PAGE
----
A Review of the Coursera Data Science Specialization
I recently completed the 10th and final course in the Data Science Specialization offered by Coursera in conjunction with Johns Hopkins University. My background is as a computer scientist and programmer looking to learn more about statistical analysis and machine learning — I have always had an interest in data analysis and machine learning but never actually studied it. I used the Data Science Specialization acted as a starting point to learn more about the field and become familiar with typical problems and solutions that data scientists encounter in the field. This article describes my experience with the specialization and answers the question of whether or not the it is worth the time.
The Data Scientist’s Toolbox
The specialization opens with The Data Scientist’s Toolbox, providing a broad overview of the specialization itself and of the tools and technologies that will be covered throughout the course. You will learn the basics of Git, GitHub, Markdown and R. With tutorials on how to install RStudio and R packages.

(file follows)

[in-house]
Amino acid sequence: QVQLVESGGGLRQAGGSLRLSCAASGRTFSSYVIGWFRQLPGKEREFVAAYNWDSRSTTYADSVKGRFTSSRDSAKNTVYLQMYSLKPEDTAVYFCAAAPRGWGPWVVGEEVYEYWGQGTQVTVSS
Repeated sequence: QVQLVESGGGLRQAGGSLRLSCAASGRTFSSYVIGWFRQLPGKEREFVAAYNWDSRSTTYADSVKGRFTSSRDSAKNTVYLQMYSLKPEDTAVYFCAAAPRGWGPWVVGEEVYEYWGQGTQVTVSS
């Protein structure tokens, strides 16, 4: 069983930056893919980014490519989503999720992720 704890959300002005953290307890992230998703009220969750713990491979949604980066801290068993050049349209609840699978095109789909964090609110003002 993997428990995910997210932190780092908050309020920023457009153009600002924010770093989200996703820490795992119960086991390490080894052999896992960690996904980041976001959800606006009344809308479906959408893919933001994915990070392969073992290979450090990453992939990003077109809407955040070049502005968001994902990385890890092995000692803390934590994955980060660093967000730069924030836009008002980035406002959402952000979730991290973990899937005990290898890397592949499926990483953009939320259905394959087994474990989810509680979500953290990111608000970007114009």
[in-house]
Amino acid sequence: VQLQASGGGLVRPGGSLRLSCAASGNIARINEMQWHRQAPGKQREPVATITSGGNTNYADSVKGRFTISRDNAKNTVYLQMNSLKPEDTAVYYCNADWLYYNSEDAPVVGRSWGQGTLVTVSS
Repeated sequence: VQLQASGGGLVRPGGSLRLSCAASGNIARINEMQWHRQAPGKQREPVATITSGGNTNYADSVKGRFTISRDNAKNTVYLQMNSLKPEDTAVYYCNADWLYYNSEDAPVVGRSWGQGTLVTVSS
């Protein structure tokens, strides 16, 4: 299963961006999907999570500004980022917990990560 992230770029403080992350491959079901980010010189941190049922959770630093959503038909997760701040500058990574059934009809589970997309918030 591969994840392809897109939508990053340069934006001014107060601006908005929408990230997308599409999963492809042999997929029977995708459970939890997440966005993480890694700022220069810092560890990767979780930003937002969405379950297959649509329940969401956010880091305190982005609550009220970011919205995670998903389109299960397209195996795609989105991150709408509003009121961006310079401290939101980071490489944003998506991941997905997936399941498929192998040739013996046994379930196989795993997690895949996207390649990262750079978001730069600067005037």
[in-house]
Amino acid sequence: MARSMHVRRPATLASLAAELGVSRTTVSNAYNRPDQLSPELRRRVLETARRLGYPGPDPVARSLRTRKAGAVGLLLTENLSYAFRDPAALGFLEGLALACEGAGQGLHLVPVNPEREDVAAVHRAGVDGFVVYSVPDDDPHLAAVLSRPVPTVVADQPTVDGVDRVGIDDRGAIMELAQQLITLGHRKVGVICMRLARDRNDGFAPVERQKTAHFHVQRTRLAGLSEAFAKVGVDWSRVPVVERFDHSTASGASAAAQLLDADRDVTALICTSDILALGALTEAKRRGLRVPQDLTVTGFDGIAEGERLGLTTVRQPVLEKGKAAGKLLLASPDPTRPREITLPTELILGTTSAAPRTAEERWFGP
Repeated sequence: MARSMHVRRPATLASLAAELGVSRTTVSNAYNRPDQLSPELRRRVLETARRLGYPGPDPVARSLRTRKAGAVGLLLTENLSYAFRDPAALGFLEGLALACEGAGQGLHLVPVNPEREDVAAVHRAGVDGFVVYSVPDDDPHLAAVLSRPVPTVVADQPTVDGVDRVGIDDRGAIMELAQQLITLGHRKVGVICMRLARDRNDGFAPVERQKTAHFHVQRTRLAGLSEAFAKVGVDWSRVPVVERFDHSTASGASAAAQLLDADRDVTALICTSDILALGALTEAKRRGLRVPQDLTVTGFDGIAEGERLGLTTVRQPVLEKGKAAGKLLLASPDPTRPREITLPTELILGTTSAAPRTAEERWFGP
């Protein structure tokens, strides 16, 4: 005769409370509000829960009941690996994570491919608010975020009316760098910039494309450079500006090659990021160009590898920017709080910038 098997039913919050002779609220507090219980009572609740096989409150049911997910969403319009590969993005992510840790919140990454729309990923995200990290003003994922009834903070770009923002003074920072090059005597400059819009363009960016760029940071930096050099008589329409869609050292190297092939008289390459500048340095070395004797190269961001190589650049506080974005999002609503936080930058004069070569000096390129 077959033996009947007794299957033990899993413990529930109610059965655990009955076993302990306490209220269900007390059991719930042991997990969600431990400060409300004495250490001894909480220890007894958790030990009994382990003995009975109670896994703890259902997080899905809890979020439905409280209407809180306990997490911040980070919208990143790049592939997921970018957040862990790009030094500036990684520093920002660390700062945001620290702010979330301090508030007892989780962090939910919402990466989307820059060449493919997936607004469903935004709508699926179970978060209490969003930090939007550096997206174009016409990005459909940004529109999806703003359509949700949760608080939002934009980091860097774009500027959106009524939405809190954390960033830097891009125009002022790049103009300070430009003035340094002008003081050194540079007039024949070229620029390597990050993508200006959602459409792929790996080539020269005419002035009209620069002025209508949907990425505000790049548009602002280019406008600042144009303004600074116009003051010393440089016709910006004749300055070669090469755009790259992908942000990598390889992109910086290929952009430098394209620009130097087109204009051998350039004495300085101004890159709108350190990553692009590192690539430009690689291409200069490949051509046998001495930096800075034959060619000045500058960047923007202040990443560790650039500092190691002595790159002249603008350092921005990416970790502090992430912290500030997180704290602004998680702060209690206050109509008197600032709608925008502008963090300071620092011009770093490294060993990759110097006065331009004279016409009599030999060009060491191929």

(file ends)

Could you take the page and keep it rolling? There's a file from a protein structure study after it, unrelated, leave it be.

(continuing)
The Data Scientist’s Toolbox is basic to the point of being remedial. A large portion of the course is spent reviewing what the upcoming courses will cover. It seems disingenuous to charge $50 for a course that explains what additional courses will cover. The concrete material in this course could easily be relegated to pre-requisites of other courses. If you complete a basic tutorial on Git and Markdown and know how to install software you will have completed all the requirements for this course.
Skip. If you know absolutely nothing about software development this course may be useful. Otherwise, skip it.
The R Programming course provides an overview of R as a programming language. It covers basic R syntax and data structures and offers an opportunity to practice writing basic R functions.
Given background in other programming languages the R Programming course will not provide you with much benefit. I would recommend following some R programming introductory tutorials at your own pace. If, however, you do not have much programming experience this course will explain the fundamentals and teach you to think programmatically. This is one of the few courses that comes with a recommended textbook. Unfortunately, the textbook covers advanced R material and would only be useful after becoming familiar with R programming. The pace of the book does not match the expectations of the course.